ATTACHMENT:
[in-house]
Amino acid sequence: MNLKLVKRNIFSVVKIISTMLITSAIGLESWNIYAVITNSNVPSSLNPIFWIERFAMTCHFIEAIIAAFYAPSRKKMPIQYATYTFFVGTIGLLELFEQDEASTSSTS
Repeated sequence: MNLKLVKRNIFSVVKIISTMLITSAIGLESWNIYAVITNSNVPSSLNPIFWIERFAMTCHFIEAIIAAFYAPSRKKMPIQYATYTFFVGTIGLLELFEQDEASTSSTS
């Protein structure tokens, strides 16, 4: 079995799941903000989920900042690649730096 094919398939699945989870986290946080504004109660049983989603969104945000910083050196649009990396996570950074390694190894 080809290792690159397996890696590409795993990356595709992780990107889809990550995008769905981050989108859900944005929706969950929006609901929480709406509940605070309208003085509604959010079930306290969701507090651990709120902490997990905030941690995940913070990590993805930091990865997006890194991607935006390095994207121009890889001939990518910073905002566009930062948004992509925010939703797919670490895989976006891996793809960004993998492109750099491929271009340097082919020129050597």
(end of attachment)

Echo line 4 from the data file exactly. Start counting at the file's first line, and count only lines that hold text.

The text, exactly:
């Protein structure tokens, strides 16, 4: 079995799941903000989920900042690649730096 094919398939699945989870986290946080504004109660049983989603969104945000910083050196649009990396996570950074390694190894 080809290792690159397996890696590409795993990356595709992780990107889809990550995008769905981050989108859900944005929706969950929006609901929480709406509940605070309208003085509604959010079930306290969701507090651990709120902490997990905030941690995940913070990590993805930091990865997006890194991607935006390095994207121009890889001939990518910073905002566009930062948004992509925010939703797919670490895989976006891996793809960004993998492109750099491929271009340097082919020129050597």